Ski team gets taste of igloo building

What excitement on the hill on Saturday on Frodo’s Bog when Peter Mair and Hermann Bruns shared their knowledge of igloo building

Members of the Larch Hills ski team pose inside an igloo constructed at Frodo’s Bog.

What excitement on the hill on Saturday on Frodo’s Bog when Peter Mair and Hermann Bruns shared their knowledge of igloo building on a brilliantly sunny day with the members of the Junior Race Team.

As each of the ski groups arrived, they enthusiastically helped Hermann with cutting the snow blocks with a saw, setting the blocks on the igloo wall where Peter would trim them with his saw – settling them into place, chinking the gaps in the walls with snow.

All had seen and been in the igloos that Peter and Hermann had built the past few years up by Cec’s Cabin, but this was the first time everyone had the chance to see and experience how they are built.

It is Peter who is the instigator behind igloo building in the Larch Hills. As a high school student in Prince Rupert he took an Outdoor Ed course that took the class up into the mountains behind the town and taught igloo building. Lots of snow then. Sadly, not now.

As Peter tells us, first you pack down an area to make hard pack from which the snow blocks will be cut. In the Arctic, the blocks are cut from settled drifted snow. However, since this is not the Arctic, we pack it by stomping on it. Then Hermann takes his saw – a regular wood saw – to cut snow blocks.

An area is packed down for the igloo and the base set of blocks is set in a circle. Then Peter takes his saw -– an avalanche safety saw – and cuts an angle in the first set of blocks so the remaining blocks go up in a spiral. One by one the blocks were brought over by the skiers and handed to Peter standing inside the igloo ring where he put them in place, fine tuning the fit with his saw and making sure each leaned in a bit, balancing each on the other.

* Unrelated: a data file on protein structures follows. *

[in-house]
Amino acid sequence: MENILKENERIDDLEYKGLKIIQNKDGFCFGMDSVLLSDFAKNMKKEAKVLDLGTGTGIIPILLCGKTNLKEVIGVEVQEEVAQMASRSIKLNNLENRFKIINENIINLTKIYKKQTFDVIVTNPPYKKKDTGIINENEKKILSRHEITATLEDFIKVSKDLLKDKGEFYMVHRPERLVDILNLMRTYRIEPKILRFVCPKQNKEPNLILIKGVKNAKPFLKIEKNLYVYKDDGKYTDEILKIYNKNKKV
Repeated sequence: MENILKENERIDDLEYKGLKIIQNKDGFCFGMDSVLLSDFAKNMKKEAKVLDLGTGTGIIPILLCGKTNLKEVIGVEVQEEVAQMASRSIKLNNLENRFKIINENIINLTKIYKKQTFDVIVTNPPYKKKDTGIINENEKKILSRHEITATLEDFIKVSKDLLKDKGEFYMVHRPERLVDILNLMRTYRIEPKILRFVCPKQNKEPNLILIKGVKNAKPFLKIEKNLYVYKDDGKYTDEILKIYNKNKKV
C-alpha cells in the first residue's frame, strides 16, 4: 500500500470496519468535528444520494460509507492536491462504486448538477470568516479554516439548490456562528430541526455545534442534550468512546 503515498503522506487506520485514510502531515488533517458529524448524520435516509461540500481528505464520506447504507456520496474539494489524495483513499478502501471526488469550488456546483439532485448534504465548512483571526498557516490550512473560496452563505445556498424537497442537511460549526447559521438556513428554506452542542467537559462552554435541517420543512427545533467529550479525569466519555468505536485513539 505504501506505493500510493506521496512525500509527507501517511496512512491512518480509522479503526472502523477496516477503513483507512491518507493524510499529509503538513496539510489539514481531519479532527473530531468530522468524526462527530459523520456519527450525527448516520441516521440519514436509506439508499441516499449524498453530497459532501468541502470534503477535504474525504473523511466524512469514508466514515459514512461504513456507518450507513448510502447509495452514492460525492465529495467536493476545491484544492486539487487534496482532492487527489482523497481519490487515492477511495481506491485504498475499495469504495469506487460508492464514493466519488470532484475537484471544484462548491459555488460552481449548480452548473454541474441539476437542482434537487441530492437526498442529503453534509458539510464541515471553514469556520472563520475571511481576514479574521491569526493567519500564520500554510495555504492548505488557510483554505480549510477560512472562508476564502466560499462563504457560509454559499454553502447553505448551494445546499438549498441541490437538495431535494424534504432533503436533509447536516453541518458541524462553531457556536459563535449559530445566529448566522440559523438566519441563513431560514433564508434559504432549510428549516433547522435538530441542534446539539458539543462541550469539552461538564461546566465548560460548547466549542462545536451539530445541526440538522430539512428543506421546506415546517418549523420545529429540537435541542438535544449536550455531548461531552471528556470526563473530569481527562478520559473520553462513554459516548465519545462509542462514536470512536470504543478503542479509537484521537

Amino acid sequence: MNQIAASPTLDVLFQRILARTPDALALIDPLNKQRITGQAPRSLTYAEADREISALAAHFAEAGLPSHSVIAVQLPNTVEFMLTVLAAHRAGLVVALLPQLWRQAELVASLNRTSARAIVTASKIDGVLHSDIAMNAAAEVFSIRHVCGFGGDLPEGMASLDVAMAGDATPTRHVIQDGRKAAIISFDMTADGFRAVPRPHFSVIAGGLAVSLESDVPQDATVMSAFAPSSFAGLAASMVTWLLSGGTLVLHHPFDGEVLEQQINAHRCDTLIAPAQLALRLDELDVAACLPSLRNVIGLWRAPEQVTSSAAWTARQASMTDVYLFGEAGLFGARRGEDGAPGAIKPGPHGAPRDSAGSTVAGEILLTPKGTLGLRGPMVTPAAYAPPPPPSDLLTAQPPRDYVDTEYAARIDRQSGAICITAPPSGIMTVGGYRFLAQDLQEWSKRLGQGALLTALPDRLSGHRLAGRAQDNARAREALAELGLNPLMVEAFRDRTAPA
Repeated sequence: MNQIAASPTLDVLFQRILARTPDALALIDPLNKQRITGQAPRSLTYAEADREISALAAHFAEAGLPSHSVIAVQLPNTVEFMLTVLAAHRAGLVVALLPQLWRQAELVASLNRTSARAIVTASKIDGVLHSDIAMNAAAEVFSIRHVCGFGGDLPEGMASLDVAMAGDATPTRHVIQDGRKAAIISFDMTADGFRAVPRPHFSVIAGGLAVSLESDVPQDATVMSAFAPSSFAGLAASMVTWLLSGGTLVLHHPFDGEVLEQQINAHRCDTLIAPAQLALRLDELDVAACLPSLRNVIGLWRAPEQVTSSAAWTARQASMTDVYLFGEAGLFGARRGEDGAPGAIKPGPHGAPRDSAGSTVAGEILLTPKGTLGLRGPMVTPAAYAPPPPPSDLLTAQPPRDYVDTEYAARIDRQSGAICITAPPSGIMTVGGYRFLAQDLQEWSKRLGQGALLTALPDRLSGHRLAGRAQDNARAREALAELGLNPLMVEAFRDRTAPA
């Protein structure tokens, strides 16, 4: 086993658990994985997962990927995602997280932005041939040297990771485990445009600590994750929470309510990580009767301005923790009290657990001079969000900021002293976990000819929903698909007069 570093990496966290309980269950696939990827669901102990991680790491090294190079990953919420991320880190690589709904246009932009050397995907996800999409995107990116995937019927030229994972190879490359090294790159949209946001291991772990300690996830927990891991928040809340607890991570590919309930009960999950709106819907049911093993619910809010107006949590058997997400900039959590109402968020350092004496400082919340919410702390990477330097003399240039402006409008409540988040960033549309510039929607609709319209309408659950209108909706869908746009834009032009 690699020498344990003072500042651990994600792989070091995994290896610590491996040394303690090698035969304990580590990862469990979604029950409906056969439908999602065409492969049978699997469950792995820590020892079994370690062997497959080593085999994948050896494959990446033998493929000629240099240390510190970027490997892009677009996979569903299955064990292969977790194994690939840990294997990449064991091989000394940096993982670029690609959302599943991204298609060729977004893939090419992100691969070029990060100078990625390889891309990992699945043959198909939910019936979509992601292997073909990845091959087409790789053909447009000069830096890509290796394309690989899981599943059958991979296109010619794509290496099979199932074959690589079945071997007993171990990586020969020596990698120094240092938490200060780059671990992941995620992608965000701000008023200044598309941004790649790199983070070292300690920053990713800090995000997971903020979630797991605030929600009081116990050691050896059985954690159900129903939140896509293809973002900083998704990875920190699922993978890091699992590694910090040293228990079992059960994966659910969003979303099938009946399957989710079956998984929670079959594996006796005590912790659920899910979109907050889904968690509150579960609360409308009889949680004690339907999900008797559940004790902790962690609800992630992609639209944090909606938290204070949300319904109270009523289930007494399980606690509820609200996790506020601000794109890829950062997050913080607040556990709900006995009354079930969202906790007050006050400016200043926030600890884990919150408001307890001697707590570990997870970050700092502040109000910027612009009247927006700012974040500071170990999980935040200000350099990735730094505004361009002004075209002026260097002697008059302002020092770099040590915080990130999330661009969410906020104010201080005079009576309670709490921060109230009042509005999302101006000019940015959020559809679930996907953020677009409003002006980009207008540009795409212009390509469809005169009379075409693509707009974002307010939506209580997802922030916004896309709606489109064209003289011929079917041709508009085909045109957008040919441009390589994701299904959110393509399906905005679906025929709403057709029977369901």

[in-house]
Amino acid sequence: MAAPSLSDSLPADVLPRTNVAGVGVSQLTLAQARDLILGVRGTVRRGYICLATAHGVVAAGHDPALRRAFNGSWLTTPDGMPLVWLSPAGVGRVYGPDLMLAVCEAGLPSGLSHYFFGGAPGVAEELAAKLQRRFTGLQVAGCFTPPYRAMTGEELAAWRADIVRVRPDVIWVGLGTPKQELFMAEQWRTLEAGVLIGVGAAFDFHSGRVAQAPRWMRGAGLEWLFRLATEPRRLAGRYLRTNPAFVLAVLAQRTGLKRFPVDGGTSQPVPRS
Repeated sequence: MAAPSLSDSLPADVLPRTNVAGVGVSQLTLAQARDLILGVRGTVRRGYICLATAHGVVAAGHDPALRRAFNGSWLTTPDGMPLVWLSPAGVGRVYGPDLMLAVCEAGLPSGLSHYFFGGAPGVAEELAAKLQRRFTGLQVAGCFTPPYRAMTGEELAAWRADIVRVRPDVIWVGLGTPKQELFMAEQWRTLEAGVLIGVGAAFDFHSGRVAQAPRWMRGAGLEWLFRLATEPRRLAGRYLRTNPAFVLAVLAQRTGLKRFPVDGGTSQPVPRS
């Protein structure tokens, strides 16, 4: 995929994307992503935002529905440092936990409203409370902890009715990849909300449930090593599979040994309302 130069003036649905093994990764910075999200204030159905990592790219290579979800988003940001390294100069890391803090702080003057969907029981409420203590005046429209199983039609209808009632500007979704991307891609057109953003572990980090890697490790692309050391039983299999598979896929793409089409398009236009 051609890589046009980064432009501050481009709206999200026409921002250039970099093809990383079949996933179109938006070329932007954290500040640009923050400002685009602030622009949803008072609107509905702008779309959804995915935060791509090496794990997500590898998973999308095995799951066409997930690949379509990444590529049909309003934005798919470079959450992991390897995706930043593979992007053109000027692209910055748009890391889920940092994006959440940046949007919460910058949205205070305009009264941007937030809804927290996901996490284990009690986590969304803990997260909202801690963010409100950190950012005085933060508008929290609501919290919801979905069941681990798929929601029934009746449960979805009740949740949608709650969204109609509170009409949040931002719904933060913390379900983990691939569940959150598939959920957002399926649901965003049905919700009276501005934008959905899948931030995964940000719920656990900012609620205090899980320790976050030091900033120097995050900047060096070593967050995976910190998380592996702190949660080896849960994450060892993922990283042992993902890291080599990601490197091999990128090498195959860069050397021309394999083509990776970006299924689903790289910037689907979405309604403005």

As the igloo got higher Peter moved his operation inside so that the walls of the igloo wouldn’t be damaged by leaning over it. At this point a door had to be made so Jim cut through a spot in the wall, digging out a passageway with a shovel. Through this hole the final blocks were passed and Peter placed them strategically around the top then dropped in the key block and voila! An igloo!

I had the happy job of helping Peter inside and getting instruction along the way – even wielded the saw myself to fit a few of the blocks! As the igloo progressed, those kids not cutting/carrying/placing blocks were chinking the gaps. There was great hilarity along the way as groups of skiers would pile into the unfinished igloo and peer over the top. When the igloo was finished, it managed to hold 12 smaller-type skiers.

Later in the morning, while finishing off the second igloo, Peter and Hermann were joined by an enthusiastic gang of Midget skiers who returned to build an entrance to the first igloo, using the skills gained earlier that morning. Now it looked complete.

The igloos made previously by Peter and Hermann have an entrance down which one goes and climbs up the other side of the wall onto a platform which is traditionally the living space. Having a lower entrance keeps the warm air inside the igloo. However, in this case, the igloo was built on a bog and digging under the wall to make the entrance would have one virtually swimming!

Peter says to check out the NFB video on Two Inuit Building An Igloo to see how exact the experts are. Many thanks to Peter and Hermann for sharing their expertise with the dozens of race team kids – and the numbers of folks who dropped by to view the event.

Think snow!


Salmon Arm Observer

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